Deal could cost users

BGE, city set­tle suit over con­duit use, to ask for fee in­crease

Baltimore Sun - - FRONT PAGE - By Luke Broad­wa­ter

Bal­ti­more Gas and Elec­tric Co. will pay Bal­ti­more about $24 mil­lion a year to use the city’s un­der­ground con­duit sys­tem, an ex­pense the util­ity sig­naled Wed­nes­day it could pass on to cus­tomers.

The com­pany and city of­fi­cials agreed this week to set­tle a law­suit BGE filed last year over fees to use the cen­tury-old sys­tem. The util­ity will pay more than twice what it pays now for use of the sub­ter­ranean pipes, which carry util­ity lines.

Mayor Stephanie Rawl­ings-Blake’s ad­min­is­tra­tion tripled the orig­i­nal rate last year, prompt­ing the law­suit.

The set­tle­ment, ap­proved Wed­nes­day by the city Board of Es­ti­mates, sets the rate for BGE and other uses at up to $2.20 a foot per year. The util­ity had paid 98 cents per foot to use the 741-mile con­duit sys­tem.

Act­ing City Solic­i­tor David Ralph said the city and BGE will go be­fore the Mary­land Pub­lic Ser­vice Com­mis­sion to ad­vo­cate for any re­sult­ing elec­tric­ity rate hike for cus­tomers. The in­crease would be charged to all BGE users, not solely Bal­ti­more­ans.

Any pro­posed rate hike for en­ergy cus­tomers would re­quire the com­mis­sion’s ap­proval.

“The city and BGE are now on the same side in go­ing be­fore the PSC, con­vinc­ing them that this is some­thing that should be shared by all rate-users, not just the city of

Bal­ti­more,” Ralph said.

It was un­clear how much BGE would seek to off­set the higher fees. After the city tripled the rate last year, the util­ity pro­posed charg­ing Bal­ti­more res­i­dents about $8 more per month.

With the set­tle­ment, BGE spokesman Justin Mulc­ahy said, the com­pany would need “sub­stan­tially less” money now.

“Costs such as the con­duit fee are re­cov­ered through elec­tric rates,” Mulc­ahy wrote in a state­ment Wed­nes­day. “Ul­ti­mately, it will be up to the Mary­land Pub­lic Ser­vice Com­mis­sion to de­ter­mine how BGE should re­cover this ex­pense in rates.”

Paula Car­mody, head of the Of­fice of Peo­ple’s Coun­sel, said the con­sumer ad­vo­cacy agency would ex­am­ine such a pro­posal when it comes.

The terra cotta con­duit sys­tem, which car­ries wires for elec­tric­ity, tele­phone ser­vice, fiber op­tics, and street and traf­fic lights, was built in the 1890s. It cov­ers most of the city and is ac­ces­si­ble from more than 14,000 man­holes.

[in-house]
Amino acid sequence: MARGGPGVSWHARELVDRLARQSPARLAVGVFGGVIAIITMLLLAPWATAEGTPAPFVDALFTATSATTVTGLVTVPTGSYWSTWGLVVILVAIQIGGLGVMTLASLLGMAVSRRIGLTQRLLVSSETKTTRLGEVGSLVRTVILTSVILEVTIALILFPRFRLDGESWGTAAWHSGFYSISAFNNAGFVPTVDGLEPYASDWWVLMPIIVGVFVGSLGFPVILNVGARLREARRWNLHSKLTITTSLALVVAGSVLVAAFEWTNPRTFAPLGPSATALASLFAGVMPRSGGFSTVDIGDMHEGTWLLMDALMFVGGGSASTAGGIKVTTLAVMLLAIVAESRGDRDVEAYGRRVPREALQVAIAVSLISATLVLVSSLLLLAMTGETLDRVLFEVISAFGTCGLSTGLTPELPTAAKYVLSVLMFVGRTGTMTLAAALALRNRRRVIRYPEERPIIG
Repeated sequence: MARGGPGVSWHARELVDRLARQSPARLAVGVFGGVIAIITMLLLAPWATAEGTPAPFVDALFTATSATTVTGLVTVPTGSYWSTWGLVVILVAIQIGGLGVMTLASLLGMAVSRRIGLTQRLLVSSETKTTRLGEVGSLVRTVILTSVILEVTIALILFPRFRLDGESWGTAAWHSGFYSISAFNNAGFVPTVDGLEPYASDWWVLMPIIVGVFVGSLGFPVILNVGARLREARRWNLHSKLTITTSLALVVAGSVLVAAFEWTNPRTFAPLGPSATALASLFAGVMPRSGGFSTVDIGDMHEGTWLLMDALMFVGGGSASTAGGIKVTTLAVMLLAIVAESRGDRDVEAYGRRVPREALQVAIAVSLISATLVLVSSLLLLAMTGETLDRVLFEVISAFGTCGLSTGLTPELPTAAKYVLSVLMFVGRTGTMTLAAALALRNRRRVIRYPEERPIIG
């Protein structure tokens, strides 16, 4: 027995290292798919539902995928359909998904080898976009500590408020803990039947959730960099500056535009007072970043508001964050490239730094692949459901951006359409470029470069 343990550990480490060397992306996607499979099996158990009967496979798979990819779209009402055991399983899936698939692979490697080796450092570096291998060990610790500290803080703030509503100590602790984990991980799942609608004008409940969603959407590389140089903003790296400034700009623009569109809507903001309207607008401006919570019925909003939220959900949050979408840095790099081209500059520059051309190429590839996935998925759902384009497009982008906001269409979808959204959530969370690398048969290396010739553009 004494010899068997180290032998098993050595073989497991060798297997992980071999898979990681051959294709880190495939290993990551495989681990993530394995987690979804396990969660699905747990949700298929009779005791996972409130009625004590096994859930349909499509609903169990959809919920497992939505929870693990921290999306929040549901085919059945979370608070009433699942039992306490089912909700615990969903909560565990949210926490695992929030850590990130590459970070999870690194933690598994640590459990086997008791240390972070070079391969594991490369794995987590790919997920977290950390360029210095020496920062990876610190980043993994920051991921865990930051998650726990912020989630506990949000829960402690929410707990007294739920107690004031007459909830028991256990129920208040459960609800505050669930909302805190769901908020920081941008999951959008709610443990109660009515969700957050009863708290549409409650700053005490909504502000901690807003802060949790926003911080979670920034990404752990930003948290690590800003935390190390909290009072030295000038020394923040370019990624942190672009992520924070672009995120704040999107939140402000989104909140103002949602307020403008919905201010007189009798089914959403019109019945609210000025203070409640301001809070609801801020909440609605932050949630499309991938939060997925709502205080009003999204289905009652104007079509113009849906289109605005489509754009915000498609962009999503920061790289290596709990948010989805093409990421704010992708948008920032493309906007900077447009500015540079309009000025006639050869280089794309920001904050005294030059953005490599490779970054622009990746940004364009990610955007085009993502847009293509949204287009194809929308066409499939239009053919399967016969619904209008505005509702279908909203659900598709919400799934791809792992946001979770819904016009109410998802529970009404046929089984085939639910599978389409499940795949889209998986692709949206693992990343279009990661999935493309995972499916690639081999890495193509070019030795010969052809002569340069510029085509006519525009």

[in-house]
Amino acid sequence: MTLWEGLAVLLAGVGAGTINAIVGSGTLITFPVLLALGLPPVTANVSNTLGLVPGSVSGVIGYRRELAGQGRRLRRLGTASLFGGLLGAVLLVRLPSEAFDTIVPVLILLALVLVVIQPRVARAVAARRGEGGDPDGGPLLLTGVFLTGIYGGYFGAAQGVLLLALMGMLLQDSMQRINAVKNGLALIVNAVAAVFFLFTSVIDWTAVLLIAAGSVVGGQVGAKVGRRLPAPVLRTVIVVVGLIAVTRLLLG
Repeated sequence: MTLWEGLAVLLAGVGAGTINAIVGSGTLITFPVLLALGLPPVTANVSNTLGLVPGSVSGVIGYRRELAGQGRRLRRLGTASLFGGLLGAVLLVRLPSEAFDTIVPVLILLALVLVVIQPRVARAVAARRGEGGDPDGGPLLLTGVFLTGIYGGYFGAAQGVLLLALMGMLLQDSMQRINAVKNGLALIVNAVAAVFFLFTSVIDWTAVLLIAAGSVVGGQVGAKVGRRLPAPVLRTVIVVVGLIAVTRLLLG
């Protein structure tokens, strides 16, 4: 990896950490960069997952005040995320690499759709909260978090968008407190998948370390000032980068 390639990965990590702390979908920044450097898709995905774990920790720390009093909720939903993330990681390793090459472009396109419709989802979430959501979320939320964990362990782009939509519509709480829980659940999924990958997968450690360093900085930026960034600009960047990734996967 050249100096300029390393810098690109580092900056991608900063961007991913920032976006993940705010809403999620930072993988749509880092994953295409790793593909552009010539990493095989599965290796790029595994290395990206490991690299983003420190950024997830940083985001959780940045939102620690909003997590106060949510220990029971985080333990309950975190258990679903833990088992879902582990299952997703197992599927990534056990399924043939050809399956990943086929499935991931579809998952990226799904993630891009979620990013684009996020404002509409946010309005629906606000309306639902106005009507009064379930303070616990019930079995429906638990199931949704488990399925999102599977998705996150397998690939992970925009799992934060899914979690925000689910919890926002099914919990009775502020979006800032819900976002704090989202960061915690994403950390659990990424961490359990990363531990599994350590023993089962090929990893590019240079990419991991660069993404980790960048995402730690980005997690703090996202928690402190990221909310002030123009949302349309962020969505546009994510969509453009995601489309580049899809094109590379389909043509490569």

BGE, which has rented space in the con­duit sys­tem for more than 100 years, is its largest user, ac­count­ing for more than 75 per­cent of the ca­pac­ity.

The Board of Es­ti­mates, which is con­trolled by Rawl­ings-Blake, voted last year to ap­prove in­creas­ing BGE’s rate to $3.33 per foot each year.

City of­fi­cials ar­gued last year that they had to raise the rate be­cause BGE re­ceived a “sweet­heart deal” more than a decade ago.

“We came to the con­clu­sion the rate was sim­ply too low to cover the cost of up­keep, main­tenance and up­grades,” Rawl­ingsBlake said at the time. “Due to the low amount of money we col­lect, we’ve had to have a re­ac­tive, in­stead of proac­tive, main­tenance sys­tem.”

BGE sued. The util­ity al­leged the city was try­ing to gen­er­ate rev­enue with the rate in­crease, not use the money to main­tain the con­duit sys­tem.

Ralph said Wed­nes­day those al­le­ga­tions were false.

“This is not rev­enue pro­duc­ing,” he said. “This is to main­tain a sys­tem. It’s not money that can be used for Rec and Parks or other things.”

The new rate means BGE will pay the city about $17 mil­lion less than it would have paid un­der the higher rate pro­posed last year.

BGE of­fered this year to buy the city’s con­duit sys­tem for $100 mil­lion. City of­fi­cials said that price was too low. The agree­ment an­nounced Wed­nes­day in­cluded no ad­di­tional of­fer to buy the sys­tem.

Some city of­fi­cials and an­a­lysts have said the rates are too low. But BGE has con­sis­tently ob­jected to pro­pos­als to raise them.

In a 2000 re­port on gov­ern­ment ef­fi­ciency, The Greater Bal­ti­more Com­mit­tee and the Pres­i­dents’ Round­table called the con­duits an un­tapped source of rev­enue.

The business groups noted a 1996 study that found that in­creas­ing rates could add $3 mil­lion to $25 mil­lion to Bal­ti­more’s gen­eral fund.

Re­searchers learned that cities across the coun­try charged an av­er­age of $2 per foot. At­lanta charged $5 per foot.

Un­der the agree­ment an­nounced Wed­nes­day, BGE and other users will pay $2 per foot for the next three years, and then $2.20 per foot after that.

BGE said the lower rate agree­ment will al­low the city to bet­ter keep up with main­tenance of its con­duit sys­tem.

“We are pleased that as a re­sult of the agree­ment reached be­tween BGE and the City of Bal­ti­more, BGE elec­tric cus­tomers will ben­e­fit from lower costs and a safer, more reli­able and ef­fi­cient un­der­ground con­duit sys­tem,” Mulc­ahy said. “This is a win for BGE’s cus­tomers and for the City.”

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